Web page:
Acer's CEO said its line of tablet devices, running Microsoft Windows and Google's Android OS, is expected in November.
Adding to the impending glut of tablet-style devices crowding a
market resurrected by Apple's iPad, computer maker Acer 's CEO,
Gianfranco Lanci, told
Dow Jones Newswire the company is planning to introduce a family of
tablet computers in November, some of which will run Microsoft's
Windows platform and some of which will run on Google's open-source
Android mobile operating system. The tablets will sell for between
$299 and $699 and will be unveiled during a press conference Nov. 23.
Acer Chairman J.T. Wang told the news service the company will open its
online portal for tablet applications, and Wang remained confident of a
strong increase of sales for non-tablet devices. "We won't imitate
Google or Apple. We are in good position to penetrate into other
customer electronics markets including smartphones and tablet PCs,"
Wang told Dow Jones.
Lanci was reported confirming the company was also opening a "major
operations center" in China, just days after Apple announced the launch
of its online store for the Chinese market; Apple's iPad is currently
available to Chinese buyers. "The new major operation center will have
manufacturing, logistics and sales operations," Lanci said.
Technology publication ComputerWorld quoted
Lanci forecasting a tablet market nearing between 40 million and 50 million
devices globally by 2011, downplaying the risk of a netbook market
cannibalization and the price of PC components. "The idea that the
tablet will cannibalize the netbook, we don't see it, except in the
U.S.," he said, adding he thinks Acer could eventually claim up to 20
percent of the tablet market. "You're probably not going to see the
price going down, you're likely to see the specs going up," he said,
referring to the consumer PC market.
Acer's tablet would position the company in direct competition with
Apple, Hewlett-Packard, Samsung, BlackBerry maker Research In Motion,
Panasonic and Microsoft, to name a few. Despite the heady (and growing)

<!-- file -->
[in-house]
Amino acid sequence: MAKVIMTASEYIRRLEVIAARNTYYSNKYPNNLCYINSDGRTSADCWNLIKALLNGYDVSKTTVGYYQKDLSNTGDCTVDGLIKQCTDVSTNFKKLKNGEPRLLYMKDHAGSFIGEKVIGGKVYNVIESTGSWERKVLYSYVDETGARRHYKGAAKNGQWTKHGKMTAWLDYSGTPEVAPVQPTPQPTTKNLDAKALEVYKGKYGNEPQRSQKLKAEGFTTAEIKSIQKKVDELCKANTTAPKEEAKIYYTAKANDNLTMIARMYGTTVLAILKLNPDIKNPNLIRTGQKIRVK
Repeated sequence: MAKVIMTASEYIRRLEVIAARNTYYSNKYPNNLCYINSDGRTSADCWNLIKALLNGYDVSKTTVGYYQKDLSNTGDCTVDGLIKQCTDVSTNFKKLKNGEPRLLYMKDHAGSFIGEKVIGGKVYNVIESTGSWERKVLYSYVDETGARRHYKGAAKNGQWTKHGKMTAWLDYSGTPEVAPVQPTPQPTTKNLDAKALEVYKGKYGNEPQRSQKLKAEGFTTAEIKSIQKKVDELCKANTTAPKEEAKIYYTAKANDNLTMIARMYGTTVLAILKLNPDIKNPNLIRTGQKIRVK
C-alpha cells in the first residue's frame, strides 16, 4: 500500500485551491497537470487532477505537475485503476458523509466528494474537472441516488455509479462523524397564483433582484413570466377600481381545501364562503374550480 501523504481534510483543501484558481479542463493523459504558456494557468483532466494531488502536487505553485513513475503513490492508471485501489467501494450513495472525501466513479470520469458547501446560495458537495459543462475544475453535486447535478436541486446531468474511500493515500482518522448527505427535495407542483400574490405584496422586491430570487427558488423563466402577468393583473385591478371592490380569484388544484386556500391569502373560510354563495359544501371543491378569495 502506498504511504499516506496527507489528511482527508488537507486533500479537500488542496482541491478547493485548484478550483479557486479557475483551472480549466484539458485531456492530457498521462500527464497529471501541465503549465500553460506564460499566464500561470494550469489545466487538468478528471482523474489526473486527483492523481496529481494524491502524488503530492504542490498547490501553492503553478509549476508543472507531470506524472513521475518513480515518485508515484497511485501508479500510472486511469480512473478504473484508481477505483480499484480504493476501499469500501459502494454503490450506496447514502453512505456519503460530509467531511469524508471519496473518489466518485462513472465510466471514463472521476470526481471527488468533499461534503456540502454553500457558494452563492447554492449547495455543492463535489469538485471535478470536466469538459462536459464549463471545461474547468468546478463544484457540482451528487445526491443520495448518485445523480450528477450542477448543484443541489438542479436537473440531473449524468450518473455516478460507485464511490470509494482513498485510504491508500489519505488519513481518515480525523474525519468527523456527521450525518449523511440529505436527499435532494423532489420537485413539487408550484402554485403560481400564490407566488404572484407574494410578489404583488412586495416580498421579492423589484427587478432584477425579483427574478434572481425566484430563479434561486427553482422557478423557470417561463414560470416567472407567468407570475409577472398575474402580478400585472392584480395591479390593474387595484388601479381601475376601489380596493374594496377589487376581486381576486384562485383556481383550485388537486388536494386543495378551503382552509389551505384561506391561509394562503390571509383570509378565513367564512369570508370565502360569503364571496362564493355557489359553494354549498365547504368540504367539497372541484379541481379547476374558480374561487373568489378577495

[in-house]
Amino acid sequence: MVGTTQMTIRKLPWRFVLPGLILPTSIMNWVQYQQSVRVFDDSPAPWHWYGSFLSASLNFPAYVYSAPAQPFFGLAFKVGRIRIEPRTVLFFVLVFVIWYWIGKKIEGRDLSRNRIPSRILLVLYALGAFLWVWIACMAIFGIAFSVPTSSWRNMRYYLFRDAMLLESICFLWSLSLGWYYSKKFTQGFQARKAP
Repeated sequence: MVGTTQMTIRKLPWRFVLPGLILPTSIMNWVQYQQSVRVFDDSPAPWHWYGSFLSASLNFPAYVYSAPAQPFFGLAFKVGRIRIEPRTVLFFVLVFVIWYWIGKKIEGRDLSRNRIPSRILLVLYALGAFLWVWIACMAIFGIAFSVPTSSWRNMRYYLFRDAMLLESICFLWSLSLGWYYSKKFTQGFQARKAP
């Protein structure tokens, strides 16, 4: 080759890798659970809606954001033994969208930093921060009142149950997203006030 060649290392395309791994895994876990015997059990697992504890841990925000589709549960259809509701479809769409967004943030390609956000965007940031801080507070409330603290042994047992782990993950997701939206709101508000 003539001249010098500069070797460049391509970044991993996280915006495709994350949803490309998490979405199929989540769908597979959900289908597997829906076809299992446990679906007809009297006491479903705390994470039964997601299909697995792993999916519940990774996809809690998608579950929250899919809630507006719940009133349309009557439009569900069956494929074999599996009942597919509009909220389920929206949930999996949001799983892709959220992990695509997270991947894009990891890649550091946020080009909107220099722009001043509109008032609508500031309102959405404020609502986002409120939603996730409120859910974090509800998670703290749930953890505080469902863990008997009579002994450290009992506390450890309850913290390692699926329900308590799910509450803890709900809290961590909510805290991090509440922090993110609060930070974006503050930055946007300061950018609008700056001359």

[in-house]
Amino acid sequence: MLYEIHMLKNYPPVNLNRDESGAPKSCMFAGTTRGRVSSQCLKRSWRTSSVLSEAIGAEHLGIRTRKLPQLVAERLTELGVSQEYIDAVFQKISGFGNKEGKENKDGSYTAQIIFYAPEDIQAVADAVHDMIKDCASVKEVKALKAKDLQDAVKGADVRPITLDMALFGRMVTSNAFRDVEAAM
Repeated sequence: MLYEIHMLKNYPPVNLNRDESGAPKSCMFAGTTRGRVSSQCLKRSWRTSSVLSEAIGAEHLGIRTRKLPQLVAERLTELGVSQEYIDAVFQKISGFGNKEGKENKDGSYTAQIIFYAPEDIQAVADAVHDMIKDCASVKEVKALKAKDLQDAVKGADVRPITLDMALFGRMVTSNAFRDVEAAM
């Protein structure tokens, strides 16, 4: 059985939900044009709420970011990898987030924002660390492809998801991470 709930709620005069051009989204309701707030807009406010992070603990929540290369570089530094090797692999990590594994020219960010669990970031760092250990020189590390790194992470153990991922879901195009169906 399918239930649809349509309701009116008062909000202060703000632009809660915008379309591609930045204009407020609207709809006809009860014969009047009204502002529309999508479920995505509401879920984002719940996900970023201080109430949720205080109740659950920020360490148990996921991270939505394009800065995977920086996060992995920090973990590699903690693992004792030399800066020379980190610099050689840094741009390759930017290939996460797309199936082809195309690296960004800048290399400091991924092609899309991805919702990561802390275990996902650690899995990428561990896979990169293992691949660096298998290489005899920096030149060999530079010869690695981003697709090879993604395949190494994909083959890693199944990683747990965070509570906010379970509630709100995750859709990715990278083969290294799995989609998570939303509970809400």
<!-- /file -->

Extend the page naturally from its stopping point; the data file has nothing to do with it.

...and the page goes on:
competition, the Apple iPad is expected to be a commanding presence
through at least 2012, research firm iSuppli announced
in an Aug. 25 report. In 2010, iSuppli expects the iPad to account for
74.1 percent of global tablet shipments. By 2011, as the competition
begins seriously filling out, the company said it still expects Apple
to command 70.4 percent of the market, and nearly two-thirds market
share through 2012.
IT research firm Gartner recently highlighted the top 10
technologies and trends that will be strategic for most organizations
in 2011; factors in the decision included a significant impact include
a high potential for disruption to IT or the business, the need for a
major dollar investment or the risk of being late to adopt. Gartner
estimated that by the end of 2010, 1.2 billion people would carry
handsets capable of rich, mobile commerce, including tablets, providing
"an ideal environment" for the convergence of mobility and the Web.
In the second quarter, Acer slipped one spot to become the world's
third largest PC maker after Hewlett-Packard and Dell, according
to a September report from iSuppli. Acer experienced a 6.2
percent shipment decline in the second quarter, with its shipments
falling to 10.2 million units, down from 10.9 million in the first